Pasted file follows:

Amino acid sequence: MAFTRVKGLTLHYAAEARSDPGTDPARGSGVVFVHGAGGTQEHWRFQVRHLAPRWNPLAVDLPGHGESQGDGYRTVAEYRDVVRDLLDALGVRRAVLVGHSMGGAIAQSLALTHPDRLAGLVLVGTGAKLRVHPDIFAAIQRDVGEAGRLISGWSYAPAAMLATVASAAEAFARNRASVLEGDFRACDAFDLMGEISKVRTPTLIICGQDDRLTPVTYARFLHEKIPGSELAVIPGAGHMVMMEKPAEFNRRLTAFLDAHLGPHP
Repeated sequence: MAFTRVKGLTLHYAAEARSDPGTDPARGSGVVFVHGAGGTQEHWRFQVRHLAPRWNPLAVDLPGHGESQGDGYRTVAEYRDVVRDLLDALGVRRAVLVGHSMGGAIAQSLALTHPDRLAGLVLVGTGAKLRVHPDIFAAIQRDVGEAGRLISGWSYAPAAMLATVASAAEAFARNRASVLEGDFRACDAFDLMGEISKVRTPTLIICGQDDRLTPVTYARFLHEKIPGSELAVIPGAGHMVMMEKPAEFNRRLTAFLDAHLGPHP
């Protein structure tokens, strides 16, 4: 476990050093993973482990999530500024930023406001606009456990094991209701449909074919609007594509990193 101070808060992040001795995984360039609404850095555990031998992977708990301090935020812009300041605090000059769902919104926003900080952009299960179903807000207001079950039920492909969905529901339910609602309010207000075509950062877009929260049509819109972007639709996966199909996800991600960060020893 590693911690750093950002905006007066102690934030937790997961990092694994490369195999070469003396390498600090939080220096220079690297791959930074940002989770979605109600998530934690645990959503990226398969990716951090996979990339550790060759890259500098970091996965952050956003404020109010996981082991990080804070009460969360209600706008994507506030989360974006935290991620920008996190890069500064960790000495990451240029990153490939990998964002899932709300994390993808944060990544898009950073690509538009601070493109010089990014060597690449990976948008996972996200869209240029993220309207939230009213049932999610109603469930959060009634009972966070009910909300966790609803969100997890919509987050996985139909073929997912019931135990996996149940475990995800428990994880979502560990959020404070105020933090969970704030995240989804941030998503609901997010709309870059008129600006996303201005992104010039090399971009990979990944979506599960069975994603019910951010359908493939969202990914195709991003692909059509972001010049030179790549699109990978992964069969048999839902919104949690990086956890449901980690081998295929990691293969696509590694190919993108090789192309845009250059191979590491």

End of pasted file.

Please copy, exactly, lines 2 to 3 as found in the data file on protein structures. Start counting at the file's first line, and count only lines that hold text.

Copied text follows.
Repeated sequence: MAFTRVKGLTLHYAAEARSDPGTDPARGSGVVFVHGAGGTQEHWRFQVRHLAPRWNPLAVDLPGHGESQGDGYRTVAEYRDVVRDLLDALGVRRAVLVGHSMGGAIAQSLALTHPDRLAGLVLVGTGAKLRVHPDIFAAIQRDVGEAGRLISGWSYAPAAMLATVASAAEAFARNRASVLEGDFRACDAFDLMGEISKVRTPTLIICGQDDRLTPVTYARFLHEKIPGSELAVIPGAGHMVMMEKPAEFNRRLTAFLDAHLGPHP
């Protein structure tokens, strides 16, 4: 476990050093993973482990999530500024930023406001606009456990094991209701449909074919609007594509990193 101070808060992040001795995984360039609404850095555990031998992977708990301090935020812009300041605090000059769902919104926003900080952009299960179903807000207001079950039920492909969905529901339910609602309010207000075509950062877009929260049509819109972007639709996966199909996800991600960060020893 590693911690750093950002905006007066102690934030937790997961990092694994490369195999070469003396390498600090939080220096220079690297791959930074940002989770979605109600998530934690645990959503990226398969990716951090996979990339550790060759890259500098970091996965952050956003404020109010996981082991990080804070009460969360209600706008994507506030989360974006935290991620920008996190890069500064960790000495990451240029990153490939990998964002899932709300994390993808944060990544898009950073690509538009601070493109010089990014060597690449990976948008996972996200869209240029993220309207939230009213049932999610109603469930959060009634009972966070009910909300966790609803969100997890919509987050996985139909073929997912019931135990996996149940475990995800428990994880979502560990959020404070105020933090969970704030995240989804941030998503609901997010709309870059008129600006996303201005992104010039090399971009990979990944979506599960069975994603019910951010359908493939969202990914195709991003692909059509972001010049030179790549699109990978992964069969048999839902919104949690990086956890449901980690081998295929990691293969696509590694190919993108090789192309845009250059191979590491």